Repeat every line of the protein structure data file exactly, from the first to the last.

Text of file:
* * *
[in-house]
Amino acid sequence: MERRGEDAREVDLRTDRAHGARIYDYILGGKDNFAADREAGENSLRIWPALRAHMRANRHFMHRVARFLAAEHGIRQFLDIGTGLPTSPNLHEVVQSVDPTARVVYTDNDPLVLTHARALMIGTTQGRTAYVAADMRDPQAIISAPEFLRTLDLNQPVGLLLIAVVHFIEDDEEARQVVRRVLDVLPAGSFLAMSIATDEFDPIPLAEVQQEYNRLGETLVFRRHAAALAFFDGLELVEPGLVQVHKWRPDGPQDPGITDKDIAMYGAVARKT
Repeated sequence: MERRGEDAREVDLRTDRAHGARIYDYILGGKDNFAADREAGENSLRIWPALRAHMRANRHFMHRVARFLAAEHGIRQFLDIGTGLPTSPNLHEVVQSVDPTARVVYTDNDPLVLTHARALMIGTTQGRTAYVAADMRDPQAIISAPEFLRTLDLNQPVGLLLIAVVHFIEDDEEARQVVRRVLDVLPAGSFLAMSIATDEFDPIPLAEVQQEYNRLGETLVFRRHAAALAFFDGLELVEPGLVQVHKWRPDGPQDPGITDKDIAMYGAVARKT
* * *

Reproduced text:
[in-house]
Amino acid sequence: MERRGEDAREVDLRTDRAHGARIYDYILGGKDNFAADREAGENSLRIWPALRAHMRANRHFMHRVARFLAAEHGIRQFLDIGTGLPTSPNLHEVVQSVDPTARVVYTDNDPLVLTHARALMIGTTQGRTAYVAADMRDPQAIISAPEFLRTLDLNQPVGLLLIAVVHFIEDDEEARQVVRRVLDVLPAGSFLAMSIATDEFDPIPLAEVQQEYNRLGETLVFRRHAAALAFFDGLELVEPGLVQVHKWRPDGPQDPGITDKDIAMYGAVARKT
Repeated sequence: MERRGEDAREVDLRTDRAHGARIYDYILGGKDNFAADREAGENSLRIWPALRAHMRANRHFMHRVARFLAAEHGIRQFLDIGTGLPTSPNLHEVVQSVDPTARVVYTDNDPLVLTHARALMIGTTQGRTAYVAADMRDPQAIISAPEFLRTLDLNQPVGLLLIAVVHFIEDDEEARQVVRRVLDVLPAGSFLAMSIATDEFDPIPLAEVQQEYNRLGETLVFRRHAAALAFFDGLELVEPGLVQVHKWRPDGPQDPGITDKDIAMYGAVARKT